The red-hot Twin Cities housing market is starting to cool off just a bit. While June 2017 marked an all-time record for Twin Cities home sales and prices, purchase demand declined from last year for a third consecutive month. New listings decreased 5.2 percent from September 2016 to 6,472, and pending sales dipped 1.7 percent. The number of homes for sale decreased 16.7 percent to 12,502. Excluding the limited number of foreclosures and short sales, traditional new listings fell 3.6 percent while traditional pending sales increased 0.1 percent.
Since competition over limited supply remains intense, prices kept firm. The median sales price rose 7.3 percent from last year to $246,900. Home prices have now risen for the last 67 consecutive months or over 5.5 years. At 50 days on average, homes went under contract 12.3 percent faster than last September. Sellers who choose to list their properties are averaging 98.1 percent of their original list price, 0.6 percent higher than September 2016. The metro area has just 2.5 months of housing supply. Generally, five to six months of supply is considered a balanced market where neither buyers nor sellers have a clear advantage.
“There’s no other way to say it: sentiment out there may be starting to change,” said Cotty Lowry, Minneapolis Area Association of REALTORS® (MAAR) President. “Sometimes shifting markets can bring out a lot of pessimism, which can become a self-fulfilling prophecy. The likely scenario may be a brief pause in the trend we’ve seen. That’s not a bad thing, since it allows incomes a chance to catch up and takes the intensity down a notch.”Sometimes market-wide figures mask important segment-specific realities and other indicators that buyers and sellers should be aware of. For example, closed sales only fell for homes under $250,000. Sales increased for homes priced between $250,000 and $500,000, $500,000 and $1,000,000 and for properties over $1,000,000. Market times and the ratio of sales price to list price both improved for each of the above four price ranges.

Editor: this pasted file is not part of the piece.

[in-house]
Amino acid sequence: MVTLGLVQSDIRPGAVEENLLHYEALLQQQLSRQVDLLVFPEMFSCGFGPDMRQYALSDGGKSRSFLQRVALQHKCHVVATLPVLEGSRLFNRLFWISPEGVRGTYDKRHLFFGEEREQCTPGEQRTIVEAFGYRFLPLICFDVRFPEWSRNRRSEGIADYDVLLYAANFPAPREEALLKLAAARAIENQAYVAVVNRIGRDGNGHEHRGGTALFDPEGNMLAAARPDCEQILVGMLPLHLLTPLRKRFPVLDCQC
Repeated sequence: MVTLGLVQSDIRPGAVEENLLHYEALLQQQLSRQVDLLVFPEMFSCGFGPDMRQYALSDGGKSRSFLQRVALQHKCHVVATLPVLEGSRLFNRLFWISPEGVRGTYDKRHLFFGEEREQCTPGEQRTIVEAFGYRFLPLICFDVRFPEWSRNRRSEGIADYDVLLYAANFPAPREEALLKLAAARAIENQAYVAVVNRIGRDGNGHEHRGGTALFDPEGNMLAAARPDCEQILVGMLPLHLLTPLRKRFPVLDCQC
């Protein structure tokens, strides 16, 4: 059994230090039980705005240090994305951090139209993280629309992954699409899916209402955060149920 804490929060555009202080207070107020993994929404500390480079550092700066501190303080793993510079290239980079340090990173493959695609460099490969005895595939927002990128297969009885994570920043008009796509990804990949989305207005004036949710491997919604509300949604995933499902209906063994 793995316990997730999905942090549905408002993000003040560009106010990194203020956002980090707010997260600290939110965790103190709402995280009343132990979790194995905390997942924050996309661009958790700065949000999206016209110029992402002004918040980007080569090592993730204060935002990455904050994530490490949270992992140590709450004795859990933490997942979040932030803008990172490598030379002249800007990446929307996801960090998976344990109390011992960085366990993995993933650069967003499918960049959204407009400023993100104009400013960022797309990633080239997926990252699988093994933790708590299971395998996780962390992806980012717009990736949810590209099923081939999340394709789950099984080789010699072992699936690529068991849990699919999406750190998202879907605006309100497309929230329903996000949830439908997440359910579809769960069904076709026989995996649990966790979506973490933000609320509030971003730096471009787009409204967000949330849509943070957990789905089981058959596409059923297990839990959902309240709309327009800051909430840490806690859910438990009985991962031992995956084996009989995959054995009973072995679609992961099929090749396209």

The most recent national unemployment rate is 4.4 percent, though it’s 3.4 percent locally—the third lowest unemployment rate of any major metro area. A thriving and diverse economy has been conducive to housing recovery, as job and wage growth are key to new household formations and housing demand. The Minneapolis–St. Paul region has a resilient economy with a global reach, a talented workforce, top-notch schools, exposure to the growing technology and healthcare fields, and a quality of life that’s enabled one of the highest homeownership rates in the country.
The average 30-year fixed mortgage rate has declined from 4.3 percent to 3.8 percent recently, still well below its long-term average of around 8.0 percent. One additional rate hike may be in the cards this year, but the Fed is focused on unwinding its large portfolio. Additional inventory is still needed in order to offset declining affordability brought on by higher prices and interest rates.
“Throughout the recovery, the affordable end of the market has been the focus,” said Kath Hammerseng, MAAR President-Elect. “For homes above $250,000, the market is better supplied, less competitive and is still expanding—it’s really the bottom-end of the market that’s feeling the most inventory and therefore sales pressure.”
Questions? Contact David Arbit, MAAR’s Director of Research + Economics | email@example.com